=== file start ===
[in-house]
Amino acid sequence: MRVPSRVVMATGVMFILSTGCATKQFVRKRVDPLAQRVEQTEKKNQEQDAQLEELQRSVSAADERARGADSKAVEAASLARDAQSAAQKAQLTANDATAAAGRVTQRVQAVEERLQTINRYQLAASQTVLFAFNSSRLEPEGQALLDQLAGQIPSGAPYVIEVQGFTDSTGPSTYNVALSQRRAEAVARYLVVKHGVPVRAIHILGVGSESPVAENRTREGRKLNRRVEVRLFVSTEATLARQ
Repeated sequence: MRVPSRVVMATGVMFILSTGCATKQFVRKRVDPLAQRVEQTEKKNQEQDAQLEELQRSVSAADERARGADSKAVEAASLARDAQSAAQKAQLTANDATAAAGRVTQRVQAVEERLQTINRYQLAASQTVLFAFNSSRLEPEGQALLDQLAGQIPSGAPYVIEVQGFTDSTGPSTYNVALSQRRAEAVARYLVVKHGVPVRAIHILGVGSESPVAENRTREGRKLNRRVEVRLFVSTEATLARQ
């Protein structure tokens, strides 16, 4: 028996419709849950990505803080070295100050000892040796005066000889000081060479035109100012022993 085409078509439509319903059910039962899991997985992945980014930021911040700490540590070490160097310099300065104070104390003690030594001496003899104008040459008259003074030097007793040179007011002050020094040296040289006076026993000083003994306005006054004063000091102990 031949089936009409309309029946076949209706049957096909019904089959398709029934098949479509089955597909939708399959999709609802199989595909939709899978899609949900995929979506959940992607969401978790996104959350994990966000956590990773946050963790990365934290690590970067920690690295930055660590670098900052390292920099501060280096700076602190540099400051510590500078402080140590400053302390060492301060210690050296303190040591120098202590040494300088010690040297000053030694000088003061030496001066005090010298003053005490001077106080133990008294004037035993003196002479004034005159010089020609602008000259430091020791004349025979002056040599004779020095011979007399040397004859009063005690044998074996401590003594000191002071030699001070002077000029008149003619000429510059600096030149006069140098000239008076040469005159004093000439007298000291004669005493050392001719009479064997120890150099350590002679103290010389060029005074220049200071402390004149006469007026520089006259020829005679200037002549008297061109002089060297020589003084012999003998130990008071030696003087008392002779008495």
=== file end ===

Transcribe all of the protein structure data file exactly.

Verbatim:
[in-house]
Amino acid sequence: MRVPSRVVMATGVMFILSTGCATKQFVRKRVDPLAQRVEQTEKKNQEQDAQLEELQRSVSAADERARGADSKAVEAASLARDAQSAAQKAQLTANDATAAAGRVTQRVQAVEERLQTINRYQLAASQTVLFAFNSSRLEPEGQALLDQLAGQIPSGAPYVIEVQGFTDSTGPSTYNVALSQRRAEAVARYLVVKHGVPVRAIHILGVGSESPVAENRTREGRKLNRRVEVRLFVSTEATLARQ
Repeated sequence: MRVPSRVVMATGVMFILSTGCATKQFVRKRVDPLAQRVEQTEKKNQEQDAQLEELQRSVSAADERARGADSKAVEAASLARDAQSAAQKAQLTANDATAAAGRVTQRVQAVEERLQTINRYQLAASQTVLFAFNSSRLEPEGQALLDQLAGQIPSGAPYVIEVQGFTDSTGPSTYNVALSQRRAEAVARYLVVKHGVPVRAIHILGVGSESPVAENRTREGRKLNRRVEVRLFVSTEATLARQ
């Protein structure tokens, strides 16, 4: 028996419709849950990505803080070295100050000892040796005066000889000081060479035109100012022993 085409078509439509319903059910039962899991997985992945980014930021911040700490540590070490160097310099300065104070104390003690030594001496003899104008040459008259003074030097007793040179007011002050020094040296040289006076026993000083003994306005006054004063000091102990 031949089936009409309309029946076949209706049957096909019904089959398709029934098949479509089955597909939708399959999709609802199989595909939709899978899609949900995929979506959940992607969401978790996104959350994990966000956590990773946050963790990365934290690590970067920690690295930055660590670098900052390292920099501060280096700076602190540099400051510590500078402080140590400053302390060492301060210690050296303190040591120098202590040494300088010690040297000053030694000088003061030496001066005090010298003053005490001077106080133990008294004037035993003196002479004034005159010089020609602008000259430091020791004349025979002056040599004779020095011979007399040397004859009063005690044998074996401590003594000191002071030699001070002077000029008149003619000429510059600096030149006069140098000239008076040469005159004093000439007298000291004669005493050392001719009479064997120890150099350590002679103290010389060029005074220049200071402390004149006469007026520089006259020829005679200037002549008297061109002089060297020589003084012999003998130990008071030696003087008392002779008495």